So the FRAP outcomes are finally with us and as expected, the next REF is going to bring a greater focus on research culture.
REF2021’s Environment Statements are now REF2028’s People, Culture & Environment (PCE) Statements and the weighting has increased from 15 per cent to 25 per cent. The culture aspect will be assessed at both institution and discipline-level using a yet-to-be-developed “framework relating to research culture that will define core data or evidence requirements, while offering some flexibility for HEIs to tailor submissions to their own circumstances and priorities.”
This approach has largely been welcomed but perhaps predictably, not from all quarters. One of the more vocal detractors has been former Department for Education advisor (and current Director of Research at Policy Exchange) Iain Mansfield, who despaired at the prospect of “outstanding research… being slashed to just 50 per cent of the total score” whilst “running the right EDI schemes [became] fully half as important as actually producing outstanding research.” When folk countered that a positive research culture might actually be a prerequisite to producing more outstanding research, he argued that if this was the case, we’d all being doing it anyway.
He has a point.
It’s quite common to hear of research culture expenditure being justified in terms of the gold-and-glory that will surely result if we only get in there quick enough and spend enough fast enough. But the truth is that developing positive research cultures is not about short-term competitive advantage but about the long-term health of the sector. Research culture is a hygiene factor. We need to set the standard below which we must not fall, rather than making research culture the next big competition in Higher Education. It’s about stemming the loss: the loss of good people (through lack of diversity, poor leadership, toxic behaviours, lack of career paths, recognition, and reward) and the loss of quality (through questionable research practices, closed and irreproducible research), and not a short-cut to gain.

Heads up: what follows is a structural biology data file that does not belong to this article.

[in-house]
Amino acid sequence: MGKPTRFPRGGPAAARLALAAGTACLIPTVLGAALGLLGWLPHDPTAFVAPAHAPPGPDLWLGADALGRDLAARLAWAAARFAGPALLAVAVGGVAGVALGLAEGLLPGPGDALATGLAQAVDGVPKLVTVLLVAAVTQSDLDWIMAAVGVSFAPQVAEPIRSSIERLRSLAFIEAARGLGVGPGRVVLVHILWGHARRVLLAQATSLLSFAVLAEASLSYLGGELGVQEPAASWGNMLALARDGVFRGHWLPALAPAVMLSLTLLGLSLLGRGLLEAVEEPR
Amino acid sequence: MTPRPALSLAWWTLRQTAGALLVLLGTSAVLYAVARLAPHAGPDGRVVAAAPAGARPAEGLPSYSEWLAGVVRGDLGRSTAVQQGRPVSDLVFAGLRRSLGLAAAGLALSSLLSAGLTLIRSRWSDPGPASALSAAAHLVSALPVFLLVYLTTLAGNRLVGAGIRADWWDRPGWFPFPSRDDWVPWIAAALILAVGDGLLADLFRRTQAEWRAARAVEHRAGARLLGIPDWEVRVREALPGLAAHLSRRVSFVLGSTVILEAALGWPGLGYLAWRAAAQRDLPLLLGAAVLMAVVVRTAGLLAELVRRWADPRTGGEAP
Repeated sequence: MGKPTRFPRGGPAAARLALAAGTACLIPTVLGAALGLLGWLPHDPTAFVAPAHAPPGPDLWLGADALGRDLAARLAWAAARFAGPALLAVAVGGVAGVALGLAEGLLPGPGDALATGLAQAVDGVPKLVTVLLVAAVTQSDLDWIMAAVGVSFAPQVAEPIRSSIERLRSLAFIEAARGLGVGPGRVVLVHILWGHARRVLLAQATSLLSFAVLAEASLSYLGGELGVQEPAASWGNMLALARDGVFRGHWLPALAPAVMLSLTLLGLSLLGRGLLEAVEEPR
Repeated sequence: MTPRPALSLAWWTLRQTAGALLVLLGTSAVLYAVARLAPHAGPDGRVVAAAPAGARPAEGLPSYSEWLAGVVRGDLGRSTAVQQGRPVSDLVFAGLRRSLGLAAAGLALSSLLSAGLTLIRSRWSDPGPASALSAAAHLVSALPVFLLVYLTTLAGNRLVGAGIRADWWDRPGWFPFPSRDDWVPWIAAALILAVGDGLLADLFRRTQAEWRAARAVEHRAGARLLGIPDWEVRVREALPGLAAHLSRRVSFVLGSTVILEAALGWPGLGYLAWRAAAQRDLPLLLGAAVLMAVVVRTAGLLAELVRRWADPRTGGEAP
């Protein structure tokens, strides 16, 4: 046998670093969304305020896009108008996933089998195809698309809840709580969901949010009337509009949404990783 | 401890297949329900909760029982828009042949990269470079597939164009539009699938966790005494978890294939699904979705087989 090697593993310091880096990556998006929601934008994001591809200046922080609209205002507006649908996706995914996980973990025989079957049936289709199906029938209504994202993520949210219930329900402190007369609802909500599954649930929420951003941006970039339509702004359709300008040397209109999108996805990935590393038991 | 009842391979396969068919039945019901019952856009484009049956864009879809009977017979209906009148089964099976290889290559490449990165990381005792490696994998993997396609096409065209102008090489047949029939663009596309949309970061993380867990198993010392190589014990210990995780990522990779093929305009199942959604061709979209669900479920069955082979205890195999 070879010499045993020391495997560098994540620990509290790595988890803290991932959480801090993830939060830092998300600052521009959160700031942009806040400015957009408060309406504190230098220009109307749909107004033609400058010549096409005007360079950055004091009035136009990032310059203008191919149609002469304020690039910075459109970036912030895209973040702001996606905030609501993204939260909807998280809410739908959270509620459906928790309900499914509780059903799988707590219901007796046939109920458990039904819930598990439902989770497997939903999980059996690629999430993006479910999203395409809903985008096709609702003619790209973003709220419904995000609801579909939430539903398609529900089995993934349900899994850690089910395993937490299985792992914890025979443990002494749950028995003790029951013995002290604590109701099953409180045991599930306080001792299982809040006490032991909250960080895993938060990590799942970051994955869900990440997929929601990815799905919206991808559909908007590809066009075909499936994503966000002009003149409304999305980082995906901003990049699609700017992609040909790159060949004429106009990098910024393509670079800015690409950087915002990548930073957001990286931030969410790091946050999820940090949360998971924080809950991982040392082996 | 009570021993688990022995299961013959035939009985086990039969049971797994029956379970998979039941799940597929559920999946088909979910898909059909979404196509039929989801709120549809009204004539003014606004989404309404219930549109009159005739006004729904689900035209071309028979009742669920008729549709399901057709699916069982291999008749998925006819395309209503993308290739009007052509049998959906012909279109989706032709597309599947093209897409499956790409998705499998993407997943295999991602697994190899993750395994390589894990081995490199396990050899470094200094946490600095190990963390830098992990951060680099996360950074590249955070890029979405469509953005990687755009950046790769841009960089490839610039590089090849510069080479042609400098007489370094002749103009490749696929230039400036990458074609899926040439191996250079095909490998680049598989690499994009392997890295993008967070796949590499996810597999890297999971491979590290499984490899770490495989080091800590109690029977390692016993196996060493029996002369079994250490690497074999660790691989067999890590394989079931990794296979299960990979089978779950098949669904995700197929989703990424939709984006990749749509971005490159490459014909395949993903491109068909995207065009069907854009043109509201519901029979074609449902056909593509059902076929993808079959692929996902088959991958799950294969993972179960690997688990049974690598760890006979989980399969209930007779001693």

Research culture competition
So whilst I disagree with Iain Mansfield that it’s a mistake to allocate 25 per cent of REF outcomes to research culture, we need to make sure this has the desired long-term effect. The risk of pitting us all against each other in some unholy research culture competition is that hyper-competition was always at the heart of so many of our unhelpful research cultures. In fact, a lot of the research culture challenges we face are outwith the agency and reach of individual institutions, leaving collaboration as our only mechanism to create real change.
One thing is for sure: if we don’t get this right and research culture does become the next big competition in HE, we all know who’s going to win: our large, old and wealthy friends, the Very Research Intensives. Not only do they do more research – a fundamental prerequisite when it comes to research culture – they also benefit from many other forms of social and economic ‘research capital’.
For starters, they have access to far more research culture funding. The Wellcome Trust are currently deliberating as to which of their already well-funded institutions they are going to further fund to improve their research cultures. Similarly, the research culture funding allocated to English HEIs by Research England is based on institution size. The have-nots get £50K, the have-lots get £1M. And whilst you might argue that more researchers require more support, remember there are economies of scale here. A research culture post costs the same whether it’s in Cumbria or Cambridge, but it will absorb a much lower proportion of a £1M budget than that of a £50K one. (As Terry Pratchett taught us, it’s expensive to be poor).
The other privilege available to the privileged of course, is direct access to a host of exclusive networks to support their efforts: Researchers 14 (for researcher developers in Russell Group HEIs), the Brunswick Group (for REF aficionados in Russell Group HEIs), the Research Directors Group for Russell Group HEIs, and of course Research Libraries UK (for Russell Group HEIs and friends thereof)… You get the picture.
There is a very real fear that, despite the introduction of research culture having the potential to level a playing field distorted by previous REF environment assessments, given the macro-culture in which our individual research cultures sit, the new approach may simply reward cumulative advantage.